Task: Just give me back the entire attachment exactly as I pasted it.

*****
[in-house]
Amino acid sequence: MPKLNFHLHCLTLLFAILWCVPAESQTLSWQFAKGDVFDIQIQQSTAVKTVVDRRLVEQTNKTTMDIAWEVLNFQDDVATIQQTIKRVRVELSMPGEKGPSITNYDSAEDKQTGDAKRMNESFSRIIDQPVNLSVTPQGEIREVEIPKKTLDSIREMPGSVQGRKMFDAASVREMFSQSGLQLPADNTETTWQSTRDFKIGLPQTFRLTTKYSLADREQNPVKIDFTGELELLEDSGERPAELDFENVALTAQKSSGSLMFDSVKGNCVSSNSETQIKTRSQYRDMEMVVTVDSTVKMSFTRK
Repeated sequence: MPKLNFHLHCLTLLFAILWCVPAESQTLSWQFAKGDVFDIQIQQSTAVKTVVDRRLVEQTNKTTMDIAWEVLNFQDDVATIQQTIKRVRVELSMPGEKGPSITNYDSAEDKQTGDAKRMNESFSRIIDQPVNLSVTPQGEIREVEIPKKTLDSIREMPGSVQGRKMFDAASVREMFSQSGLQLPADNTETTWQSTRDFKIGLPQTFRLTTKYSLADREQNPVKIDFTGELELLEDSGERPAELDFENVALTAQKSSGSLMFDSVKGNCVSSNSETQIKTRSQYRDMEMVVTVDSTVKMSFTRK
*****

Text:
[in-house]
Amino acid sequence: MPKLNFHLHCLTLLFAILWCVPAESQTLSWQFAKGDVFDIQIQQSTAVKTVVDRRLVEQTNKTTMDIAWEVLNFQDDVATIQQTIKRVRVELSMPGEKGPSITNYDSAEDKQTGDAKRMNESFSRIIDQPVNLSVTPQGEIREVEIPKKTLDSIREMPGSVQGRKMFDAASVREMFSQSGLQLPADNTETTWQSTRDFKIGLPQTFRLTTKYSLADREQNPVKIDFTGELELLEDSGERPAELDFENVALTAQKSSGSLMFDSVKGNCVSSNSETQIKTRSQYRDMEMVVTVDSTVKMSFTRK
Repeated sequence: MPKLNFHLHCLTLLFAILWCVPAESQTLSWQFAKGDVFDIQIQQSTAVKTVVDRRLVEQTNKTTMDIAWEVLNFQDDVATIQQTIKRVRVELSMPGEKGPSITNYDSAEDKQTGDAKRMNESFSRIIDQPVNLSVTPQGEIREVEIPKKTLDSIREMPGSVQGRKMFDAASVREMFSQSGLQLPADNTETTWQSTRDFKIGLPQTFRLTTKYSLADREQNPVKIDFTGELELLEDSGERPAELDFENVALTAQKSSGSLMFDSVKGNCVSSNSETQIKTRSQYRDMEMVVTVDSTVKMSFTRK